The Police Package
and 
Police Car History



The Police Package








1950 Ford Police Car
1950 Ford Police Package
2001 Ford Police Car
2001 Ford Police Interceptor


A Police Package vehicle is a vehicle built especially for law enforcement use. It is a term used generally in United States and Canada. In most cases, the vehicles are based on a civilian version of the vehicle, with additional or upgraded components and parts.

There are two main types of these vehicles:
  1- Police Pursuit Vehicle (PPV)  often referred to as a "full police package"
  2- Special Service Vehicle (SSV)

What is the difference between
Police Pursuit Vehicle and Special Service Vehicle?

Police Pursuit Vehicles (PPV) are what most people think of when someone mentions a police car. These vehicles are rated by the manufacturer  for high speed pursuit and/or heavy duty use. Usually a four door sedan, crossover utility, or SUV, these vehicles are equipped with upgraded engines, heavy duty suspension, breaks, cooling systems, electrical systems, and other special items. Most of the upgrades to these vehicles are to increase durability, not performance. The manufacturer may give a special name to the vehicle such as "Police Interceptor" , "Enforcer" or  "Pursuit".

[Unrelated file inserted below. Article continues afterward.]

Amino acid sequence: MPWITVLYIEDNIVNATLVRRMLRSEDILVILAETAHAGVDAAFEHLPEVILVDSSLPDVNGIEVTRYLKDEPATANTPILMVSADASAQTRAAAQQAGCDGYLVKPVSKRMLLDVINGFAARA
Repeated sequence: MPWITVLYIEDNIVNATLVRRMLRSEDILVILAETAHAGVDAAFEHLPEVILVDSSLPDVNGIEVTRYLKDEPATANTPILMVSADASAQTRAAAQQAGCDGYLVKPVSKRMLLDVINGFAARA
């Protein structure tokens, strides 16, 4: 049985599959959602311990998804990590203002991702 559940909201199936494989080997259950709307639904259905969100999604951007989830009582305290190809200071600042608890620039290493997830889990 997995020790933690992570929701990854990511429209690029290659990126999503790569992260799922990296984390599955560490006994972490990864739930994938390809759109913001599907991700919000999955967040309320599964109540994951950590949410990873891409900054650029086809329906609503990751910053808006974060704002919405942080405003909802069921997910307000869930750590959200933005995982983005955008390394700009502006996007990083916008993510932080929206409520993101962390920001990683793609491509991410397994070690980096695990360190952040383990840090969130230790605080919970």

Special Service Vehicle (SSV) are vehicles equipped for light support operations or specialized duty These are often SUVs or sports cars. The vehicles are not recommended by the manufacturer for pursuit or heavy duty use. These vehicles are often used as K-9 units, traffic units, supervisor/command units, and various other support functions. Special Service vehicles are often similar to fleet only vehicles/packages that manufacturers offer to organizations who buy large number of vehicles of similar vehicles. 

Police Package vehicles are generally only available for sale as new vehicles to law enforcement and emergency service agencies. Fire, EMS and other agencies will often use these vehicles. The vehicles come from the manufacturer usually without items such as radios, lightbars, and graphics. It most cases, these items are added later by another company, referred to as an up-fitter. Police markings may be added by a graphics company. A larger police agency may have it's own fleet service department who installs the equipment and graphics.